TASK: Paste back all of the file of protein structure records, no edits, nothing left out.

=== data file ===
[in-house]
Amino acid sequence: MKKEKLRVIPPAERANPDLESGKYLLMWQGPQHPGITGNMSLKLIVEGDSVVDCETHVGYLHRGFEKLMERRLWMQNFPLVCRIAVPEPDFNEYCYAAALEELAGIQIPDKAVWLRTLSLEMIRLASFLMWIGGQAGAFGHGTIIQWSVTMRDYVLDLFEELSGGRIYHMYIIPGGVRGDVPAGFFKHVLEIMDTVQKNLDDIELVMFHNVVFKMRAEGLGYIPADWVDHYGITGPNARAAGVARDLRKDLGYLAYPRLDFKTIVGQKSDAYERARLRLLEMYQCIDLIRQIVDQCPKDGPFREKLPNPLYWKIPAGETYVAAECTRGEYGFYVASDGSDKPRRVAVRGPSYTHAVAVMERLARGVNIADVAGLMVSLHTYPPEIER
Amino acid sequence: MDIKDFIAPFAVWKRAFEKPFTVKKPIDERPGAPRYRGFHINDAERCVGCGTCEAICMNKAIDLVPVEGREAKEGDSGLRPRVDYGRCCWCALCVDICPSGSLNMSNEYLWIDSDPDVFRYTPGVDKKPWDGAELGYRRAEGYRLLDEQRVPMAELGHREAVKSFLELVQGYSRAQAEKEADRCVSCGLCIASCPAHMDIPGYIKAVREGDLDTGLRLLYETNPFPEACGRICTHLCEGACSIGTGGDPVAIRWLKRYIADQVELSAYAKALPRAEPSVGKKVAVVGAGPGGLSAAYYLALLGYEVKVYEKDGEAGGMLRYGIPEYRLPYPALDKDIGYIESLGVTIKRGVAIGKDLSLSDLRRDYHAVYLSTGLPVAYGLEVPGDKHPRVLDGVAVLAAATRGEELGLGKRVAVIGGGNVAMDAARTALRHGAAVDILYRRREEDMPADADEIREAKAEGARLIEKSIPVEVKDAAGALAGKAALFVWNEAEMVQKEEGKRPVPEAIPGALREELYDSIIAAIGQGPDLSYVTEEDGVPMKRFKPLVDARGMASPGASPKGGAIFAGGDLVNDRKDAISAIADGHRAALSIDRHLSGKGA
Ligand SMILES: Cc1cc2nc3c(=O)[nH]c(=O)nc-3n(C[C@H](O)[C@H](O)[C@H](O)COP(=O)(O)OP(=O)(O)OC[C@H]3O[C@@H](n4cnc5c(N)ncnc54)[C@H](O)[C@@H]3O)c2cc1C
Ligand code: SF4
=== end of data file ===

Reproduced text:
[in-house]
Amino acid sequence: MKKEKLRVIPPAERANPDLESGKYLLMWQGPQHPGITGNMSLKLIVEGDSVVDCETHVGYLHRGFEKLMERRLWMQNFPLVCRIAVPEPDFNEYCYAAALEELAGIQIPDKAVWLRTLSLEMIRLASFLMWIGGQAGAFGHGTIIQWSVTMRDYVLDLFEELSGGRIYHMYIIPGGVRGDVPAGFFKHVLEIMDTVQKNLDDIELVMFHNVVFKMRAEGLGYIPADWVDHYGITGPNARAAGVARDLRKDLGYLAYPRLDFKTIVGQKSDAYERARLRLLEMYQCIDLIRQIVDQCPKDGPFREKLPNPLYWKIPAGETYVAAECTRGEYGFYVASDGSDKPRRVAVRGPSYTHAVAVMERLARGVNIADVAGLMVSLHTYPPEIER
Amino acid sequence: MDIKDFIAPFAVWKRAFEKPFTVKKPIDERPGAPRYRGFHINDAERCVGCGTCEAICMNKAIDLVPVEGREAKEGDSGLRPRVDYGRCCWCALCVDICPSGSLNMSNEYLWIDSDPDVFRYTPGVDKKPWDGAELGYRRAEGYRLLDEQRVPMAELGHREAVKSFLELVQGYSRAQAEKEADRCVSCGLCIASCPAHMDIPGYIKAVREGDLDTGLRLLYETNPFPEACGRICTHLCEGACSIGTGGDPVAIRWLKRYIADQVELSAYAKALPRAEPSVGKKVAVVGAGPGGLSAAYYLALLGYEVKVYEKDGEAGGMLRYGIPEYRLPYPALDKDIGYIESLGVTIKRGVAIGKDLSLSDLRRDYHAVYLSTGLPVAYGLEVPGDKHPRVLDGVAVLAAATRGEELGLGKRVAVIGGGNVAMDAARTALRHGAAVDILYRRREEDMPADADEIREAKAEGARLIEKSIPVEVKDAAGALAGKAALFVWNEAEMVQKEEGKRPVPEAIPGALREELYDSIIAAIGQGPDLSYVTEEDGVPMKRFKPLVDARGMASPGASPKGGAIFAGGDLVNDRKDAISAIADGHRAALSIDRHLSGKGA
Ligand SMILES: Cc1cc2nc3c(=O)[nH]c(=O)nc-3n(C[C@H](O)[C@H](O)[C@H](O)COP(=O)(O)OP(=O)(O)OC[C@H]3O[C@@H](n4cnc5c(N)ncnc54)[C@H](O)[C@@H]3O)c2cc1C
Ligand code: SF4